Motherhood Your Way

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    Mothers love. And worry. They are anxious and feel responsible. They want the best for their children but often forget that they are themselves the ones who form their child’s first environment.

    Extensive literature, online advice and parenting courses abound. What isn’t there, is extensive care for the mother herself. Most mothers in the modern world do not have hands on experience of taking care of a baby. They leave the hospital with a little stranger in their hands, and return to a home that is often away from their parental home and help.

    Research indicates that our basic lifelong personality is formed in our first 4 years of life. Our sense of security, trust in the world and self-esteem is shaped within our first year of life. Many mothers know this. How can one keep up with all this responsibility in order to “get it right”? And how can one shape a healthy happy new individual when one doesn’t get enough sleep? Or is feeling depressed? Or is overwhelmed by the sweeping tsunami of changes?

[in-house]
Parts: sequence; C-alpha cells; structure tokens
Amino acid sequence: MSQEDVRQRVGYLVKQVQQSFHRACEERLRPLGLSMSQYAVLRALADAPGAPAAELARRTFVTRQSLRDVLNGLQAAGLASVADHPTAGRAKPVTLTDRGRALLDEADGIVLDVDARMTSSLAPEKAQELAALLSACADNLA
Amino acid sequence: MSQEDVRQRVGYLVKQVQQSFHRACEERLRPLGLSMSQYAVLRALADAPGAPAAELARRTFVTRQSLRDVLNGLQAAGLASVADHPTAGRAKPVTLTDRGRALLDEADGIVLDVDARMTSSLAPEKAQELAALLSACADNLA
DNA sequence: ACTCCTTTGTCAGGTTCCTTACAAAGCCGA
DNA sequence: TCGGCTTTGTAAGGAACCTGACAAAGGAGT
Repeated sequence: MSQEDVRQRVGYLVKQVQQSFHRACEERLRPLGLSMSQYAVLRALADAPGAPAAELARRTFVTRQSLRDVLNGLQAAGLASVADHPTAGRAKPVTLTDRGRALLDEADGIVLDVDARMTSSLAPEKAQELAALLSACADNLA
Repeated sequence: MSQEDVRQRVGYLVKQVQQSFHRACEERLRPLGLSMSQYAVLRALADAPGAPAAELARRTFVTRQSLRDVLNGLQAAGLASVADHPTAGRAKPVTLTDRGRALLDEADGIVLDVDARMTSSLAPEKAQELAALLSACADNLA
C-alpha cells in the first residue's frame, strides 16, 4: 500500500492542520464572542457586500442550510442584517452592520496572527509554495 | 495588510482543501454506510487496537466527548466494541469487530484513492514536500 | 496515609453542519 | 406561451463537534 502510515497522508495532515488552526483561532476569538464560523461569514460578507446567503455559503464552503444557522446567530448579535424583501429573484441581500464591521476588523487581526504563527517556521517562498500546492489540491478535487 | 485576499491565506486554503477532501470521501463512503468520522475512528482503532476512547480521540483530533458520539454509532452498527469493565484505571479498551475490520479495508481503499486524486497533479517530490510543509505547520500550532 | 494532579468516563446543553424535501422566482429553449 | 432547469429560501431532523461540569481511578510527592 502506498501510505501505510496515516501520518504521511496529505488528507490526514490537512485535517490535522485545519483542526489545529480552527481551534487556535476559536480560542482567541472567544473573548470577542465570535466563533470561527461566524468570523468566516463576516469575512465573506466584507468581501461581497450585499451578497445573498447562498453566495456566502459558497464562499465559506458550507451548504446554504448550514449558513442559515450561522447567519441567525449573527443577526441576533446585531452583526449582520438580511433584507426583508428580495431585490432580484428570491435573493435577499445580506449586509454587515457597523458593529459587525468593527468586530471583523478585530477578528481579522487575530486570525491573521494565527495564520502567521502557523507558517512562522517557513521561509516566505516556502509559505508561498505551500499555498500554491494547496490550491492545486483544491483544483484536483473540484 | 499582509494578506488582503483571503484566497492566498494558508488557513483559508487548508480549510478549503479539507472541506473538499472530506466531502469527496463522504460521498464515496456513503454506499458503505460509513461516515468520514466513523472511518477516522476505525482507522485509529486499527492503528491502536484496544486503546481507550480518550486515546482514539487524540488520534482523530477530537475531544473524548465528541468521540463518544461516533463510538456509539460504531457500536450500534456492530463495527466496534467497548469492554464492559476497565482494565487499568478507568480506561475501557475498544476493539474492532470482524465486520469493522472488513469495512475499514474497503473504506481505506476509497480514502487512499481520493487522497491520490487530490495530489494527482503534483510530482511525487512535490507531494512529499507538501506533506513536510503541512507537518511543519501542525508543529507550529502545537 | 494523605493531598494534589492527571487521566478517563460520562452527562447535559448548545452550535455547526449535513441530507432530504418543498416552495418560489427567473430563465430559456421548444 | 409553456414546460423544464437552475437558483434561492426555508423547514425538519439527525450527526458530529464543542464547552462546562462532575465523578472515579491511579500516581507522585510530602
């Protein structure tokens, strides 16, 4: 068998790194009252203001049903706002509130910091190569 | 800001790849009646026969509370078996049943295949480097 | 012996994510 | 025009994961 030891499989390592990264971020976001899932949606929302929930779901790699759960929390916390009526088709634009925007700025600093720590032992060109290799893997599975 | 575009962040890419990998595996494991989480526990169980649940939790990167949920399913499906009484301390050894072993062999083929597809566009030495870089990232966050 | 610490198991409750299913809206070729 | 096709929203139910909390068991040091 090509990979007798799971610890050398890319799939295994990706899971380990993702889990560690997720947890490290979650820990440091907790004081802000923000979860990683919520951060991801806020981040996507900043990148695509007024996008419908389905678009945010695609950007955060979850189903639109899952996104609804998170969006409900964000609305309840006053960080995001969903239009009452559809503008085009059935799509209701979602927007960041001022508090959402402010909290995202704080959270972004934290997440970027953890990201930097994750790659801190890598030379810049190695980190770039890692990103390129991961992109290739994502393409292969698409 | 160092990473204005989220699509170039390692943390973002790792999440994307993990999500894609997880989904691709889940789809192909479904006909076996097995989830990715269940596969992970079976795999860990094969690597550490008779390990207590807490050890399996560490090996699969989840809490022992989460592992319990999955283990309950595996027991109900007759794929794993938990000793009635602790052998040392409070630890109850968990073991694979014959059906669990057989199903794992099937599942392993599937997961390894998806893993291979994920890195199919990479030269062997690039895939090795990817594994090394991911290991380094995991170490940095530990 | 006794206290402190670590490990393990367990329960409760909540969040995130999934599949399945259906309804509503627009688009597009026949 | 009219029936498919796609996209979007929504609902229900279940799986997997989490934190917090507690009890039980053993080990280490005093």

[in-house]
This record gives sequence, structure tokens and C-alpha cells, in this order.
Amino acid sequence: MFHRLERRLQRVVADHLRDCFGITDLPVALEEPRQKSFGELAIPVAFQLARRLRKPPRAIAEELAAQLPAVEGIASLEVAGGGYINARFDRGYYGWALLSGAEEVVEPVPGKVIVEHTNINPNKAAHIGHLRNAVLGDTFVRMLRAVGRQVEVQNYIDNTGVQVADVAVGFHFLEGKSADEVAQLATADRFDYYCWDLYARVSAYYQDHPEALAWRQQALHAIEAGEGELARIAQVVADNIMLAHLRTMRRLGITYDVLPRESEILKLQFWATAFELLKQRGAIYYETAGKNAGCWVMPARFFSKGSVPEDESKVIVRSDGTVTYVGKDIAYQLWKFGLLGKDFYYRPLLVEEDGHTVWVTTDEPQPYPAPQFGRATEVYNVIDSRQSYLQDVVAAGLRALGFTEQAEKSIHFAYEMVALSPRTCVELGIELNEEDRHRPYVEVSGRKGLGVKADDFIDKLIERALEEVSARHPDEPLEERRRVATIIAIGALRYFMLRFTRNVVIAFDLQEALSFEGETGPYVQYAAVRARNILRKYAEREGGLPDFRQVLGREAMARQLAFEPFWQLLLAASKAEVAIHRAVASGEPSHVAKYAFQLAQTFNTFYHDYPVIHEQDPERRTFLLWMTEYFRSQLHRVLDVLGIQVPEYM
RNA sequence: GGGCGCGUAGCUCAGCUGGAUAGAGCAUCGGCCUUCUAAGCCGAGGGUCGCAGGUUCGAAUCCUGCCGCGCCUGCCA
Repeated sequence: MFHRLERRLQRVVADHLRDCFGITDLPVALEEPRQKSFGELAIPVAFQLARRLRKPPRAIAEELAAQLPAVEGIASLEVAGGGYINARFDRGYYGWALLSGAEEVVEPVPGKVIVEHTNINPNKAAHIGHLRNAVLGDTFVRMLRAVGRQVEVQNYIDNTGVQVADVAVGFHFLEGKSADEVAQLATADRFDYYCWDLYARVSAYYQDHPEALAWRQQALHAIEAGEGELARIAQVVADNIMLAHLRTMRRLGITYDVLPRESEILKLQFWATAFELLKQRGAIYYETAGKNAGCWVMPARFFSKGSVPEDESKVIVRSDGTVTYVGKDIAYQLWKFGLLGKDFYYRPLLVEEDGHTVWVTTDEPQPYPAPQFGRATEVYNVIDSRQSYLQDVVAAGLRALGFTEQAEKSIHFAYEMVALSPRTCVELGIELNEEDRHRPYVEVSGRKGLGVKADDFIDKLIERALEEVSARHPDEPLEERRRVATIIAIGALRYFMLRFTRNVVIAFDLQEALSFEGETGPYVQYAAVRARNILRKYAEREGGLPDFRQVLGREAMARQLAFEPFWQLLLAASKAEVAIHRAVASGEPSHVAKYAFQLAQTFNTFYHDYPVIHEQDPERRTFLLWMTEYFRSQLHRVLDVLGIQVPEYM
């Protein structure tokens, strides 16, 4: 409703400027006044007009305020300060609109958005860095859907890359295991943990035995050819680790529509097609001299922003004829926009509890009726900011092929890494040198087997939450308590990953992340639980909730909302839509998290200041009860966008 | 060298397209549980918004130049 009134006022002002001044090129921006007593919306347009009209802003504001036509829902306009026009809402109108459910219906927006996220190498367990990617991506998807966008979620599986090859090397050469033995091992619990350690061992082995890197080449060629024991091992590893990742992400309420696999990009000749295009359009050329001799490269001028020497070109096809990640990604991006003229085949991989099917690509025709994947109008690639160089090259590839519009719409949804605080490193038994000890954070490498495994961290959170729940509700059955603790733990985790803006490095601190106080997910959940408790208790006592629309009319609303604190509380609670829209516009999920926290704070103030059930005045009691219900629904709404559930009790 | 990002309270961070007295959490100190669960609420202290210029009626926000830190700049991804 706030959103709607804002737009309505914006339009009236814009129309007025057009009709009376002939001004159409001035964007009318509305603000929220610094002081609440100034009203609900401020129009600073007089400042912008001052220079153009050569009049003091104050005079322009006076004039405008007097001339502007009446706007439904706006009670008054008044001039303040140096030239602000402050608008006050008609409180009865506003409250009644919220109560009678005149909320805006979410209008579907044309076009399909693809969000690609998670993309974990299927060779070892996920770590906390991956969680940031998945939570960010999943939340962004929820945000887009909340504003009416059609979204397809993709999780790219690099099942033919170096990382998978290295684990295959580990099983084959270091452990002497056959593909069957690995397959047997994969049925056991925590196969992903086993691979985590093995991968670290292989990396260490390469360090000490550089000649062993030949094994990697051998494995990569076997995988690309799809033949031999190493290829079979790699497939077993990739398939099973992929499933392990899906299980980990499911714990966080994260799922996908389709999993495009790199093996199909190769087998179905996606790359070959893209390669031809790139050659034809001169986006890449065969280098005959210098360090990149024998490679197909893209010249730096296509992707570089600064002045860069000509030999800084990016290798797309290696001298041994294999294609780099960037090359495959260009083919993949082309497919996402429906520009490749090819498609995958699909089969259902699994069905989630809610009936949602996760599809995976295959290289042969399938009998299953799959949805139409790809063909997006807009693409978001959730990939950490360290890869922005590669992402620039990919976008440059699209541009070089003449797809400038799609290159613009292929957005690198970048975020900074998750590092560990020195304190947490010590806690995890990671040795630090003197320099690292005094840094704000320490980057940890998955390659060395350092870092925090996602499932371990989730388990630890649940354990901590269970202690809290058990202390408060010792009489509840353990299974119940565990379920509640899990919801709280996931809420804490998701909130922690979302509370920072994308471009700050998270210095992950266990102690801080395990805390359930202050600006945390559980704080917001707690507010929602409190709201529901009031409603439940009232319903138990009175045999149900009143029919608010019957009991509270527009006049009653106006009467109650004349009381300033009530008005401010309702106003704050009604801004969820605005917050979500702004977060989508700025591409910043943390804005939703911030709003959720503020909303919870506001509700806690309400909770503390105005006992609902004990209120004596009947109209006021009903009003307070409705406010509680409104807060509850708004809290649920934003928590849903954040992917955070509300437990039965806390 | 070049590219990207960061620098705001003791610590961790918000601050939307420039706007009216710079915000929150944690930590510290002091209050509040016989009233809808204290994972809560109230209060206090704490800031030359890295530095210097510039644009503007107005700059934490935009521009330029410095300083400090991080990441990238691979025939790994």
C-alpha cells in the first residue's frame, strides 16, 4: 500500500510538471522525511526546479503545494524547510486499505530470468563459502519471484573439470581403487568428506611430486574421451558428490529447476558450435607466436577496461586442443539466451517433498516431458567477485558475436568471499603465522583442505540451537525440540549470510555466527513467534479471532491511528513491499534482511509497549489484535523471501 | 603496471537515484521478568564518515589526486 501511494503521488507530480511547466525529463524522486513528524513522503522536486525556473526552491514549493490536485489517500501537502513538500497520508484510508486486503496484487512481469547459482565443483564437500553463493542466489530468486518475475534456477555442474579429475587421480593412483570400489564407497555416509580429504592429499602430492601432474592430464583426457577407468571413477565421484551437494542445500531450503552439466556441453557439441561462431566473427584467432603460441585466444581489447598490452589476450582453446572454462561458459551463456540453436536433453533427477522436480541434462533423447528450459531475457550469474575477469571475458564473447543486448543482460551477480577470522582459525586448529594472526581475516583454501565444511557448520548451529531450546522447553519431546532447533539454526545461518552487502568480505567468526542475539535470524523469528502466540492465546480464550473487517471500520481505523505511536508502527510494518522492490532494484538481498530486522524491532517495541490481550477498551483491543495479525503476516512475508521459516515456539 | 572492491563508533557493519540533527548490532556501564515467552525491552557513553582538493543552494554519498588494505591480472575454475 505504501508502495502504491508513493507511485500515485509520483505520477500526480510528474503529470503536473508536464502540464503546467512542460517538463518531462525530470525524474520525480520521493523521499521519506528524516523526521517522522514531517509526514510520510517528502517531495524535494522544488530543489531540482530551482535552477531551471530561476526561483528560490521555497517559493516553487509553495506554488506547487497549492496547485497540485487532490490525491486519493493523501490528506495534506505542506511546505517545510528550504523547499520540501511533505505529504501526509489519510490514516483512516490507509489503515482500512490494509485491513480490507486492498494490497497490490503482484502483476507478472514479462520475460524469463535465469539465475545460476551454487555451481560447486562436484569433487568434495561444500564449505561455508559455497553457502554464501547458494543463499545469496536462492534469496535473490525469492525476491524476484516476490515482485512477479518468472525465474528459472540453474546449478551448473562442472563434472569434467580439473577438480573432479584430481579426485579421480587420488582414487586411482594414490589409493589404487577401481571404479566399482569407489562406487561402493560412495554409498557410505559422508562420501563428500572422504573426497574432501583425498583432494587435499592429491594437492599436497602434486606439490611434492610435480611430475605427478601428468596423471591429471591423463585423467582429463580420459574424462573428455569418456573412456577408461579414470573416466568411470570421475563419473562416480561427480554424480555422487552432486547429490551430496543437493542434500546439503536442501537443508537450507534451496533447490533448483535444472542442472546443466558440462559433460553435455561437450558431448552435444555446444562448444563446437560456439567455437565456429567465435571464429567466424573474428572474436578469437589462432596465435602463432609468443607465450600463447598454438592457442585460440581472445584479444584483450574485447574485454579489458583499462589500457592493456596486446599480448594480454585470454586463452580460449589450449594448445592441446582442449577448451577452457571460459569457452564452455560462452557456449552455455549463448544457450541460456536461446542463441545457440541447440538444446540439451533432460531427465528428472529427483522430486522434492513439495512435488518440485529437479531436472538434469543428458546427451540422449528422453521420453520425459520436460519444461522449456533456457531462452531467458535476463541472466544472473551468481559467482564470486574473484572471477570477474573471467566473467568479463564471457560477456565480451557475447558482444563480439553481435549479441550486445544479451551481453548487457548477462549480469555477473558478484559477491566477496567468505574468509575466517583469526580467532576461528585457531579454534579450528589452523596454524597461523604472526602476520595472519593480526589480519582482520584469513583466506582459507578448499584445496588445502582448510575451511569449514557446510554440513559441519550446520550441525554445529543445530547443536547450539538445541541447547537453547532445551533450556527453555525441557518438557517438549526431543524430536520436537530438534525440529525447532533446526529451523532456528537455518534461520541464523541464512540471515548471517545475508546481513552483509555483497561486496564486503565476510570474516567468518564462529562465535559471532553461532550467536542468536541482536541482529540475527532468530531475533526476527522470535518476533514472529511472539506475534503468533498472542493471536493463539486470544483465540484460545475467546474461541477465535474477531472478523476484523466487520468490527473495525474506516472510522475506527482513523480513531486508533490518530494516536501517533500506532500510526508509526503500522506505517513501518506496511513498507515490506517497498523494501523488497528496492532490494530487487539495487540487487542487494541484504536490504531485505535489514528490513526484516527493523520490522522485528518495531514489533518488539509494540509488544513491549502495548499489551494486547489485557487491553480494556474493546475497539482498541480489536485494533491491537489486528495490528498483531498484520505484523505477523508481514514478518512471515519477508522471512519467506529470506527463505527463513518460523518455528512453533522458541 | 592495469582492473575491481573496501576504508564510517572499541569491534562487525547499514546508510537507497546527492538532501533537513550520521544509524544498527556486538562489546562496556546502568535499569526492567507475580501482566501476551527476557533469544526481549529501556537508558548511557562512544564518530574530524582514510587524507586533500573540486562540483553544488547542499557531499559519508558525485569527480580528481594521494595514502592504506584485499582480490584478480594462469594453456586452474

How can one read a book on parenting when one doubts her own love for her child sometimes?
    Mothers feel alone, and believe that the mother down the road just “naturally” knows how to mother. Mothers feel fat or awkward with their bodies. Most don’t want to have sex but a good night’s sleep. Mothers feel angry, at themselves, at their babies at their partners. Mothers feel they are not good enough. Mothers believe that a crying baby might never stop, or that their life is not going to change for the better. They can’t access their old self and are afraid that day-by-day they are transformed into a woman they haven’t met. Some mothers do not feel the bond with their children or worry whether they will have enough breast milk. Mothers don’t know which “school of thought” they should follow.

    In the end mothers are mothers. And they need help during a time where they feel odd, happy one time, sad the next.

    Deconstructing Mummy can give support and guidance. Not through “what to do” but through “who you are”, “what is your own way to mother”. Each mother is different and brings her own psychological make up, history, experience, feelings, anxieties and talents. Mothers need to be helped to realise their potential not only for their children but for themselves. Prevention is key; whether it refers to postpartum depression or milder forms of not enjoying life, to being overly stressed, to not bonding properly with one’s child.

    Mothers need support in a safe environment. They need to speak out, to be heard of and make sense of themselves and their relationship to their baby.

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